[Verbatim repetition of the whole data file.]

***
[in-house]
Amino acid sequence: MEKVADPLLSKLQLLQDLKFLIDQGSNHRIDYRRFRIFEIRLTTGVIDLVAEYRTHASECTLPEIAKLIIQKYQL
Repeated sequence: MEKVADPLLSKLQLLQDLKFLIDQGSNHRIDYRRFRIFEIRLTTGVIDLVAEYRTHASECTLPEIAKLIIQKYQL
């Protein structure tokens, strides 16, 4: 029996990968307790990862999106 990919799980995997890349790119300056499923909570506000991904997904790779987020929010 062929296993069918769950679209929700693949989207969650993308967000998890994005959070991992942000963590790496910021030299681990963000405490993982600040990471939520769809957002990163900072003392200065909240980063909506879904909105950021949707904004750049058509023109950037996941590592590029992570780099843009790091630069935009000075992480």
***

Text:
[in-house]
Amino acid sequence: MEKVADPLLSKLQLLQDLKFLIDQGSNHRIDYRRFRIFEIRLTTGVIDLVAEYRTHASECTLPEIAKLIIQKYQL
Repeated sequence: MEKVADPLLSKLQLLQDLKFLIDQGSNHRIDYRRFRIFEIRLTTGVIDLVAEYRTHASECTLPEIAKLIIQKYQL
């Protein structure tokens, strides 16, 4: 029996990968307790990862999106 990919799980995997890349790119300056499923909570506000991904997904790779987020929010 062929296993069918769950679209929700693949989207969650993308967000998890994005959070991992942000963590790496910021030299681990963000405490993982600040990471939520769809957002990163900072003392200065909240980063909506879904909105950021949707904004750049058509023109950037996941590592590029992570780099843009790091630069935009000075992480």